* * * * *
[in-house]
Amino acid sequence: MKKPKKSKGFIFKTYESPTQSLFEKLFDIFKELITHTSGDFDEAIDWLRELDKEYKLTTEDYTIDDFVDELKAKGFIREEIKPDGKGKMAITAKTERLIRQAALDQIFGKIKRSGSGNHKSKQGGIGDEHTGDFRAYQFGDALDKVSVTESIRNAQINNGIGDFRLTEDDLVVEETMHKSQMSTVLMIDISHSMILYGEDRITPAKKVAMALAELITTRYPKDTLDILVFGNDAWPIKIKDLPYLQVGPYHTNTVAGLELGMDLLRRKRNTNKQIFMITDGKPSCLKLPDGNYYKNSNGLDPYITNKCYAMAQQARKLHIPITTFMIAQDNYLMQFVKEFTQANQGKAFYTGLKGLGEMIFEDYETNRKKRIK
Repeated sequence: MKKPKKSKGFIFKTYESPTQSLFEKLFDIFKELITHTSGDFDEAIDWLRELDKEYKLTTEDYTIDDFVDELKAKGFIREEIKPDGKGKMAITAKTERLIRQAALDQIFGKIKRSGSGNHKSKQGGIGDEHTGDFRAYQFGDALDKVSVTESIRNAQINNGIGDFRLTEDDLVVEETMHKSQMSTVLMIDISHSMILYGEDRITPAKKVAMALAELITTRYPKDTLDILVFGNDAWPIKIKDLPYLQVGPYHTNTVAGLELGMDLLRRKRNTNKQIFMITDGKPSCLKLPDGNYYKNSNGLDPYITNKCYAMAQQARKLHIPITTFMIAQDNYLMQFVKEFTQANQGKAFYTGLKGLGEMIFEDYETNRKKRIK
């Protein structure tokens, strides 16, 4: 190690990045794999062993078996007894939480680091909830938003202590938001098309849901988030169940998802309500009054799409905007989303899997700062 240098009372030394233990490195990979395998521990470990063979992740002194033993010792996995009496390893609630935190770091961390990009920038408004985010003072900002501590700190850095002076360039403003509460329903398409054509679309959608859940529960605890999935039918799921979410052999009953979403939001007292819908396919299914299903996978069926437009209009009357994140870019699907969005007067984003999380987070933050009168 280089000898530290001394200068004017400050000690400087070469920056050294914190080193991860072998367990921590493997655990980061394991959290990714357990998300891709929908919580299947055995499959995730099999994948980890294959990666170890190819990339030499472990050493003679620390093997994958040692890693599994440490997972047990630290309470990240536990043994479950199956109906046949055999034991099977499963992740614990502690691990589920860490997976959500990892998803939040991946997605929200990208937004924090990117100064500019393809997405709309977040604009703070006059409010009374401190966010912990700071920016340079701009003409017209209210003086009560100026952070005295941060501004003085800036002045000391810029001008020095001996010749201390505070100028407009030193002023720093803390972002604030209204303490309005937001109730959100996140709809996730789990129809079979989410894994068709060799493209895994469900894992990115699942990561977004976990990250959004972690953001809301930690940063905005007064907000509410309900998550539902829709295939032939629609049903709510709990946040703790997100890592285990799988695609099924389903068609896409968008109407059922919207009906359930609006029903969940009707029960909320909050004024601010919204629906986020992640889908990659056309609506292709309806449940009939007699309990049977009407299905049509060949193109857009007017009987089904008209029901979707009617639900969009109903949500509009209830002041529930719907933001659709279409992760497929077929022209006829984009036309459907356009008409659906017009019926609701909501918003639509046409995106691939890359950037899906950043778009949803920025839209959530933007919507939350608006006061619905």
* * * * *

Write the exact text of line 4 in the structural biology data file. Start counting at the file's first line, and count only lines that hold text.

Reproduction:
């Protein structure tokens, strides 16, 4: 190690990045794999062993078996007894939480680091909830938003202590938001098309849901988030169940998802309500009054799409905007989303899997700062 240098009372030394233990490195990979395998521990470990063979992740002194033993010792996995009496390893609630935190770091961390990009920038408004985010003072900002501590700190850095002076360039403003509460329903398409054509679309959608859940529960605890999935039918799921979410052999009953979403939001007292819908396919299914299903996978069926437009209009009357994140870019699907969005007067984003999380987070933050009168 280089000898530290001394200068004017400050000690400087070469920056050294914190080193991860072998367990921590493997655990980061394991959290990714357990998300891709929908919580299947055995499959995730099999994948980890294959990666170890190819990339030499472990050493003679620390093997994958040692890693599994440490997972047990630290309470990240536990043994479950199956109906046949055999034991099977499963992740614990502690691990589920860490997976959500990892998803939040991946997605929200990208937004924090990117100064500019393809997405709309977040604009703070006059409010009374401190966010912990700071920016340079701009003409017209209210003086009560100026952070005295941060501004003085800036002045000391810029001008020095001996010749201390505070100028407009030193002023720093803390972002604030209204303490309005937001109730959100996140709809996730789990129809079979989410894994068709060799493209895994469900894992990115699942990561977004976990990250959004972690953001809301930690940063905005007064907000509410309900998550539902829709295939032939629609049903709510709990946040703790997100890592285990799988695609099924389903068609896409968008109407059922919207009906359930609006029903969940009707029960909320909050004024601010919204629906986020992640889908990659056309609506292709309806449940009939007699309990049977009407299905049509060949193109857009007017009987089904008209029901979707009617639900969009109903949500509009209830002041529930719907933001659709279409992760497929077929022209006829984009036309459907356009008409659906017009019926609701909501918003639509046409995106691939890359950037899906950043778009949803920025839209959530933007919507939350608006006061619905």